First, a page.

Sunday, September 11, 2005

Imaginary Risks

We have been hearing about how the glut of warnings — some of which prove to be uncanny for their foresight, while others are empty blathering — as if that somehow excuses the fact that all layers of government shirked their responsibility to take action to prevent or reduce the tragedy of Hurricane Katrina.

We knew that the levees were not designed to withstand a Category 4 or 5 hurricane, and we even knew they would not withstand a slow-moving Category 3. We also knew that it was an absolute certainty that such a hurricane would eventually hit New Orleans. Yet the city of New Orleans, Orleans Parish, the State of Louisiana, and the federal government all brushed aside those inconvenient reports.

Meanwhile, the media's response has been to say, as in Michael Kinsley's fatuous self-serving op-ed piece in today's Washington Post [see below], we had so many warnings about all these various dangers, how were we supposed to know?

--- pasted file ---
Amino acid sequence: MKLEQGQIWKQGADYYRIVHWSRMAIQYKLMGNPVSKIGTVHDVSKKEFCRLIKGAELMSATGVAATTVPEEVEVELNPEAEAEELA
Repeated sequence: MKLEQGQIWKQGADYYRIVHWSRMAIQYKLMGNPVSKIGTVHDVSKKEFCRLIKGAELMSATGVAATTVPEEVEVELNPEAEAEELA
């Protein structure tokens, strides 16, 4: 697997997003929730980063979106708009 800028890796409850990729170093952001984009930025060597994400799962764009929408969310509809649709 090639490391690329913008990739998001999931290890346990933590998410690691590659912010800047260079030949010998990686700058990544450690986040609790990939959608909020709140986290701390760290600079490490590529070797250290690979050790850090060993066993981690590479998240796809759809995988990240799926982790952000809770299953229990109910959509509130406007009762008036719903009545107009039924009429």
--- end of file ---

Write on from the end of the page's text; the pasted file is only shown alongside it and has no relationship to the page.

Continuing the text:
The answer is that the media needs to ask tough questions — as it is finally remembering how to do in the aftermath of Katrina — and make an honest effort to objectively evaluate the claims of various factions.

We have some people telling us that frequent use of a cellphone might cause BRAIN CANCER [warning: overuse of the BLINK tag in HTML may cause seizures], and that risk is presented on an equal footing with the counter-claim that there is absolutely no evidence of even a correlation (much less causation) between cellphone use and cancer.

Here are a few things I can tell you with absolute scientific certainty about cellphone use:

  • the radiation from a cellphone cannot cause cancer
  • the risk of any other harm from cellphone radiation is tiny
  • little foil stickers do nothing to reduce the risk
  • if you're really concerned, just get a hands-free kit — it will reduce the risk a million-fold
I can also tell you that evolution and "intelligent design" are not scientific equals worthy of the same level of respect. Global warming is not some insubstantial scientific fad of the moment.

I can tell you with absolute political certainty that critical thinking on the part of the people, and most especially on the part of the press, is essential to democracy. Not all risks are equal, so we need to appraise the risks in order to set sensible priorities.